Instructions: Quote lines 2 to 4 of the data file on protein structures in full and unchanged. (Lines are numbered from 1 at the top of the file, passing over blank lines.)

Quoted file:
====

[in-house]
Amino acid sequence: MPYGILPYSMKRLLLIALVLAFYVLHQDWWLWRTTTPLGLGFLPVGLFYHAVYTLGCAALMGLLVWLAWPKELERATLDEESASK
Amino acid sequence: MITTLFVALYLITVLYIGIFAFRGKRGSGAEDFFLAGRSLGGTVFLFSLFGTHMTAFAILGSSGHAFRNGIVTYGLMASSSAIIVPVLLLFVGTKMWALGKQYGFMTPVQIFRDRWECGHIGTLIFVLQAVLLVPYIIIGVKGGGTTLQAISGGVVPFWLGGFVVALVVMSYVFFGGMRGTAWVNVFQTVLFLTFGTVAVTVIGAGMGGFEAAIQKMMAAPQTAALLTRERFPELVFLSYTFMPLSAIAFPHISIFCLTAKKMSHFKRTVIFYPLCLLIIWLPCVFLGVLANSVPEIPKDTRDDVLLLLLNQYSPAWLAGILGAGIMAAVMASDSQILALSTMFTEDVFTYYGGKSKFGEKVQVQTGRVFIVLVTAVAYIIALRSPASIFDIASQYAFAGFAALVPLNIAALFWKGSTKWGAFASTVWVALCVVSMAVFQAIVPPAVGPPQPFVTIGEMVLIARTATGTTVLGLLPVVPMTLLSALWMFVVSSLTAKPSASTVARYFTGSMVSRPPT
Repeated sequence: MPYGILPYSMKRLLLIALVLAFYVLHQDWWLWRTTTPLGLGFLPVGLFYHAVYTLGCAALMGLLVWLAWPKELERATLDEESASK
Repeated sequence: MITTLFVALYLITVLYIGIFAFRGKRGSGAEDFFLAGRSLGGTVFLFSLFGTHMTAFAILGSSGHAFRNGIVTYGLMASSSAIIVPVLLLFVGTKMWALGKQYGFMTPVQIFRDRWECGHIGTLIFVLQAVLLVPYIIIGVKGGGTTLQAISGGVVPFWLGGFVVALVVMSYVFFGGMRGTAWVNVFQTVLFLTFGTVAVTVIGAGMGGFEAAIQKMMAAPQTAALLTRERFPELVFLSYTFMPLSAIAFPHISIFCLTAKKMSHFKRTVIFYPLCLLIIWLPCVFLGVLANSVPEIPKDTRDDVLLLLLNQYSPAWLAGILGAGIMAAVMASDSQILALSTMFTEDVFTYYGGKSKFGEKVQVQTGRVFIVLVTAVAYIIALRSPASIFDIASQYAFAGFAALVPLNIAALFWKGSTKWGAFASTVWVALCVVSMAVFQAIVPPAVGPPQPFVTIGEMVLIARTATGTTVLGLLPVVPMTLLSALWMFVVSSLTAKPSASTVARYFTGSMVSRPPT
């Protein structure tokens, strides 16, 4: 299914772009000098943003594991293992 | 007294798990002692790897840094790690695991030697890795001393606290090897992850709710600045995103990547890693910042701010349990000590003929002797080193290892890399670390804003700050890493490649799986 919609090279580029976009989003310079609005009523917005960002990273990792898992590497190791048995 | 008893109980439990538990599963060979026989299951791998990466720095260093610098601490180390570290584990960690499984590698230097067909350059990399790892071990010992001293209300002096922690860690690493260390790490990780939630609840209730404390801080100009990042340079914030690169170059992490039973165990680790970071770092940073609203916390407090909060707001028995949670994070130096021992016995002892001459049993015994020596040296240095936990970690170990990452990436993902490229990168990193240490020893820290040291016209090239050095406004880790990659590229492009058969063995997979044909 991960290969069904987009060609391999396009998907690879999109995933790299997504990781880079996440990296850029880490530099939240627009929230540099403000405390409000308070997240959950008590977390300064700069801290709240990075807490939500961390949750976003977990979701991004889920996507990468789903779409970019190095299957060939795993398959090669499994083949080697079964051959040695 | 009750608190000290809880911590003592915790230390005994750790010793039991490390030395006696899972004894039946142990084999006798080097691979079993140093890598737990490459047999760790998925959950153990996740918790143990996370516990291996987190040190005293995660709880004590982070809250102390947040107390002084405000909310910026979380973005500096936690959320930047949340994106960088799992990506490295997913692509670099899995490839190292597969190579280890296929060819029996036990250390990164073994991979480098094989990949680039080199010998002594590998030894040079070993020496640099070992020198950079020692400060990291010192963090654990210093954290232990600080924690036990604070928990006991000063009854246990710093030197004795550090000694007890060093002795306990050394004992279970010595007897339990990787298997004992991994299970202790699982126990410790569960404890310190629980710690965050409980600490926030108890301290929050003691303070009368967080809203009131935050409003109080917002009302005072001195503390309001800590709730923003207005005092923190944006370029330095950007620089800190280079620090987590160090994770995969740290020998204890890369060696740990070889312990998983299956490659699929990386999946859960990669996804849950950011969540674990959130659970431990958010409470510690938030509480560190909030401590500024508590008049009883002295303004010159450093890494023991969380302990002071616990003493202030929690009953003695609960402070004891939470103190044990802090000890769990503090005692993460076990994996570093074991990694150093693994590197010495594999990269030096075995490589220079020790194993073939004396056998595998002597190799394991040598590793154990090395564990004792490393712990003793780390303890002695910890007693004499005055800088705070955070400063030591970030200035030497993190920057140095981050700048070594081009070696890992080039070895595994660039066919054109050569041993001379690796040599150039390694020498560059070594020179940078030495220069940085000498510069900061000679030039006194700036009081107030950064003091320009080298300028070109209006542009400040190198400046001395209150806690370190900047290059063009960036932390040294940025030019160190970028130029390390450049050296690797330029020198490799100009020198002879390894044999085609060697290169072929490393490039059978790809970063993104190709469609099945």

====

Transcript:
Amino acid sequence: MPYGILPYSMKRLLLIALVLAFYVLHQDWWLWRTTTPLGLGFLPVGLFYHAVYTLGCAALMGLLVWLAWPKELERATLDEESASK
Amino acid sequence: MITTLFVALYLITVLYIGIFAFRGKRGSGAEDFFLAGRSLGGTVFLFSLFGTHMTAFAILGSSGHAFRNGIVTYGLMASSSAIIVPVLLLFVGTKMWALGKQYGFMTPVQIFRDRWECGHIGTLIFVLQAVLLVPYIIIGVKGGGTTLQAISGGVVPFWLGGFVVALVVMSYVFFGGMRGTAWVNVFQTVLFLTFGTVAVTVIGAGMGGFEAAIQKMMAAPQTAALLTRERFPELVFLSYTFMPLSAIAFPHISIFCLTAKKMSHFKRTVIFYPLCLLIIWLPCVFLGVLANSVPEIPKDTRDDVLLLLLNQYSPAWLAGILGAGIMAAVMASDSQILALSTMFTEDVFTYYGGKSKFGEKVQVQTGRVFIVLVTAVAYIIALRSPASIFDIASQYAFAGFAALVPLNIAALFWKGSTKWGAFASTVWVALCVVSMAVFQAIVPPAVGPPQPFVTIGEMVLIARTATGTTVLGLLPVVPMTLLSALWMFVVSSLTAKPSASTVARYFTGSMVSRPPT
Repeated sequence: MPYGILPYSMKRLLLIALVLAFYVLHQDWWLWRTTTPLGLGFLPVGLFYHAVYTLGCAALMGLLVWLAWPKELERATLDEESASK